i’ve been in a food rut.
i’m not my usual excited self on market day,
most evening dinners have been veggies on toast,
i’m spotty with the breakfast thing
and while i still pack our lunches 4/5 days,
more often than not,
it’s PB&Honey sandwiches
or pasta salad.
just punch me with all this food blogger burnout already.

Variety Bento

enter the bento.
i tinkered with it a little last summer,
then lost interest
and for reasons beyond me
picked up the interest again.
i like the portion control,
and honestly,
how pretty it looks.
if that’ll get me out of my slump,
i’ll take it.

Variety Bento

resources & inspiration: (these are not affiliate or sponsored links)
glass bento containers
sushi maker
bentoparty
shisodelicious

pickled jalapenos

Pickled Jalapenos

i read a meme recently
that basically said
the month of August
is like a long Sunday night
for teachers/educators.
while i am not a teacher
this rings such truth for me.
i feel a sort of melancholy that
the summer is half over,
never mind that it’s over a month out.

summers of late
have me pickling,
which leaves our fridge littered
with random jars of experiments.
we tend to have purges
of the most random soured/salted/sweetened
vegs piled high on toast,
the essence of summer in messy, briny bites
during the dark of all other months
where temps don’t go further than 40F.

Pickled Jalapenos

pickled jalapenos
adapted from gimme delicious food

*note: the first time we made this we deseeded the jalapenos and followed the recipe exactly. it was delicious, but the 2nd time we made this i only deseeded half the peppers and i used a rice vinegar instead, because we ran out of the white stuff. still delicious. it has a spice kick to it but that doesn’t deter me from snacking on them. they would be great chopped up and added to tuna or chicken salads, or topped on hot dogs.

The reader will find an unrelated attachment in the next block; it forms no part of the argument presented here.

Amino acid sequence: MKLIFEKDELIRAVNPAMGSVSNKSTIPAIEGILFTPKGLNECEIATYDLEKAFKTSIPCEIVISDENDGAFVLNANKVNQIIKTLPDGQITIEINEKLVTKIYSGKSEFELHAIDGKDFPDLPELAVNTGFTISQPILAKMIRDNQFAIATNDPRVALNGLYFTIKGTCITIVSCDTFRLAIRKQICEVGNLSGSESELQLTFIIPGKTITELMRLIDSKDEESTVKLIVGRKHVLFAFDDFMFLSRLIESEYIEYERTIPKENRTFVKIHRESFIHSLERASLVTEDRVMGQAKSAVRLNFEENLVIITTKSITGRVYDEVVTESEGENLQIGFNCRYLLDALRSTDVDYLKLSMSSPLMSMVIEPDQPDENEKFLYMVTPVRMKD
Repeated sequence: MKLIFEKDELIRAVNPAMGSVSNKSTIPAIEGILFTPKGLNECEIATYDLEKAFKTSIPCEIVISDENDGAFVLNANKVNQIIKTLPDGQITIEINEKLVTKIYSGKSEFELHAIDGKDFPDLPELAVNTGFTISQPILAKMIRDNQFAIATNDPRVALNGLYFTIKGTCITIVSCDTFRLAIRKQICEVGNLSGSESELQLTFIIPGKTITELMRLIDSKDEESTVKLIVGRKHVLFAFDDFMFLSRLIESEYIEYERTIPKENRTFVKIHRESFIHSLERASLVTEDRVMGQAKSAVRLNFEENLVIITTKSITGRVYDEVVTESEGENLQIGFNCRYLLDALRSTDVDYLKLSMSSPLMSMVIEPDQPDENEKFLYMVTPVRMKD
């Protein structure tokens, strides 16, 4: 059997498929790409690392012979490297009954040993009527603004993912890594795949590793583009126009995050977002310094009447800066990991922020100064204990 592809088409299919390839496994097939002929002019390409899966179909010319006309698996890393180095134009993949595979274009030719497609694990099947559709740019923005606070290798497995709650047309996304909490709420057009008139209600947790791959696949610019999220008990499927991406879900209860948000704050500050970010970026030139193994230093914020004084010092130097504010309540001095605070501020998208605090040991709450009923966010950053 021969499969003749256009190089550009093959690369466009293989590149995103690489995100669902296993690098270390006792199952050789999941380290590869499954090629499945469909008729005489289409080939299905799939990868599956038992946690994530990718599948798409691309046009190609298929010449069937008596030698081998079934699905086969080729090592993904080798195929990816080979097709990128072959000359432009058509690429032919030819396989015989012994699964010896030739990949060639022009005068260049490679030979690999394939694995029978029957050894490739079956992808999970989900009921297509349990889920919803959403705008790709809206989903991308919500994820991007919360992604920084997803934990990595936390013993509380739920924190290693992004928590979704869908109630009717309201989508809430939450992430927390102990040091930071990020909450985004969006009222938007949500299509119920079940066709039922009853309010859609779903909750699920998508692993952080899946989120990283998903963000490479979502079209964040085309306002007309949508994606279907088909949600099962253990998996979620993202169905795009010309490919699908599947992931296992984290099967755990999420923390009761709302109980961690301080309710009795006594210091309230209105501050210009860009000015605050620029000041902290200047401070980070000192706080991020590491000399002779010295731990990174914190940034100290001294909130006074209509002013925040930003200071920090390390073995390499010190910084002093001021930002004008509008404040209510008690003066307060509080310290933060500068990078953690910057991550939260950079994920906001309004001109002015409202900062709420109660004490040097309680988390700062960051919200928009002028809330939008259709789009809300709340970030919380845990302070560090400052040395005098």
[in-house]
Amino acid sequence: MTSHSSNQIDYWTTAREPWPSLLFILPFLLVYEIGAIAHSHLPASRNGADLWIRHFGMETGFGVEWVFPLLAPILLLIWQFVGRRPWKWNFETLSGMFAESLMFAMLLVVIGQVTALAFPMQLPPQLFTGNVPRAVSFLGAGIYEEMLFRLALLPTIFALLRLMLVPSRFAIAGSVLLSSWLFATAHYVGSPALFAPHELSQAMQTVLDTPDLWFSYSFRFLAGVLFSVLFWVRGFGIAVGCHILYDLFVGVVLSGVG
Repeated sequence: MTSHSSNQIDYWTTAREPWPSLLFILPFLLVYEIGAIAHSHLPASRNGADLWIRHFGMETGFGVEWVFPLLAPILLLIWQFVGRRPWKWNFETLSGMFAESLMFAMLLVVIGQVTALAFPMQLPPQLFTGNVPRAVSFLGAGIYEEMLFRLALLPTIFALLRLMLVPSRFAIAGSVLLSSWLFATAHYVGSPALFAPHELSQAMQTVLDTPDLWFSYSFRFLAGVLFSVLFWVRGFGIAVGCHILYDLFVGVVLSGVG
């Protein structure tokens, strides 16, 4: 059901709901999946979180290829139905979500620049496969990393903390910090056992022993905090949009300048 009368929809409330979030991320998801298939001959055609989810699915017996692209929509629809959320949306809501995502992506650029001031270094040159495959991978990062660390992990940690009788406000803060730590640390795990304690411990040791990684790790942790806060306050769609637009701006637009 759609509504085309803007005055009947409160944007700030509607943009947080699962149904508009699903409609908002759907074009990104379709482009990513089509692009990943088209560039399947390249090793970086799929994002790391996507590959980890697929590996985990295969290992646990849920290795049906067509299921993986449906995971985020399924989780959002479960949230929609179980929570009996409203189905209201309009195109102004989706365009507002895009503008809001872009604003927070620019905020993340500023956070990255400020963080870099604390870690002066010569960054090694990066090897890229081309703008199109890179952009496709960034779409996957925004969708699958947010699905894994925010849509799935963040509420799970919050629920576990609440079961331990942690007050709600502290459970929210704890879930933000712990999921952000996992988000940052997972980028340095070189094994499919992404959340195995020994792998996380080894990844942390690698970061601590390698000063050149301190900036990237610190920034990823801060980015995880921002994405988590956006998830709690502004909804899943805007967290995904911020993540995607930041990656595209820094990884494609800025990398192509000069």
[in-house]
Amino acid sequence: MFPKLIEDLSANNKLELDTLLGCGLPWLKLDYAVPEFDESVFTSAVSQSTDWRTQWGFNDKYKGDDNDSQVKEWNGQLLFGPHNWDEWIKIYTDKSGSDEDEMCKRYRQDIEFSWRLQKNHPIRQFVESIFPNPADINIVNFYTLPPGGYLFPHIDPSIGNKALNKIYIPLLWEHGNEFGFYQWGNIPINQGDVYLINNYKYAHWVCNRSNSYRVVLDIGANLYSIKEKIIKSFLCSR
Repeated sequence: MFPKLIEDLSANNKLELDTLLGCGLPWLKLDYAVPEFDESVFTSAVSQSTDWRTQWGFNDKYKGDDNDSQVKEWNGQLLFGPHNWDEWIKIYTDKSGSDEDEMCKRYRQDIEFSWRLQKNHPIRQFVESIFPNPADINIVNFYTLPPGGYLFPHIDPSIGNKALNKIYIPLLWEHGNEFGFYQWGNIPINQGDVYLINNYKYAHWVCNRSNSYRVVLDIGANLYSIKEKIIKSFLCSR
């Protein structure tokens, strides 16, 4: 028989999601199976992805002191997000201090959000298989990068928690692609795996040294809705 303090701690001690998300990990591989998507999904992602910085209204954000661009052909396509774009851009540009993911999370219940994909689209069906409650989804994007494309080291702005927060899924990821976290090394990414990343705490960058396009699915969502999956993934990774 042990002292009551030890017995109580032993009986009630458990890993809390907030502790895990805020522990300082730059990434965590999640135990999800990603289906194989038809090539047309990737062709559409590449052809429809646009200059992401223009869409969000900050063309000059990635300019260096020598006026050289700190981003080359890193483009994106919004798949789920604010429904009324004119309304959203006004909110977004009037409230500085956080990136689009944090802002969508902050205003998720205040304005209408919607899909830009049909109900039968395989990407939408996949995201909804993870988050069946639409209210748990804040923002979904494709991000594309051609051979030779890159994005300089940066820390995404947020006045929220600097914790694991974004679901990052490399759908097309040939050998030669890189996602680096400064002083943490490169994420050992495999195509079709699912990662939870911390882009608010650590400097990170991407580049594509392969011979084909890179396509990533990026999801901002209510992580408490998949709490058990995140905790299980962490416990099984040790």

1 cup rice vinegar
1 cup water
2 cloves garlic, smashed & rough chopped
3 TBL sugar
1 TBL salt
7-8 jalapeno peppers, thinly sliced, deseeded

wash and slice jalapeno peppers, aim for thin, but it’s up to you. you wanna be careful, the spiciness can stay on your finger tips for awhile, so don’t rub your eyes or other parts of your body. deseed if you want. set aside.

mix all the ingredients in a saucepan. bring to a boil and add the slices. mix it up, make sure all the slices are sufficiently dunked.

carefully transfer the contents of the saucepan to a mason jar. i used a quart jar.

allow to cool before lidding.

BAM!

Pickled Jalapenos

4 years ago: chocolate + coconut macaroons
3 years ago: homemade bánh cướn chay
2 years ago: popcorn
1 year ago: zucchini ravioli

all other pickled stuff:
bread & butter pickles
brinjal pickle hummus
pickled beets
veitnamese pickled carrots & dakon

jasmine tea + mango jello

Jasmine Tea + Mango Jello

hot damn,
it looks like a post
will go up for june!
barely made it.

we’re headed into july,
which means we are hosting our nephews soon,
and i’m ridiculously excited about it.
we’re headed into the woods,
where i’ll worry about bears and ticks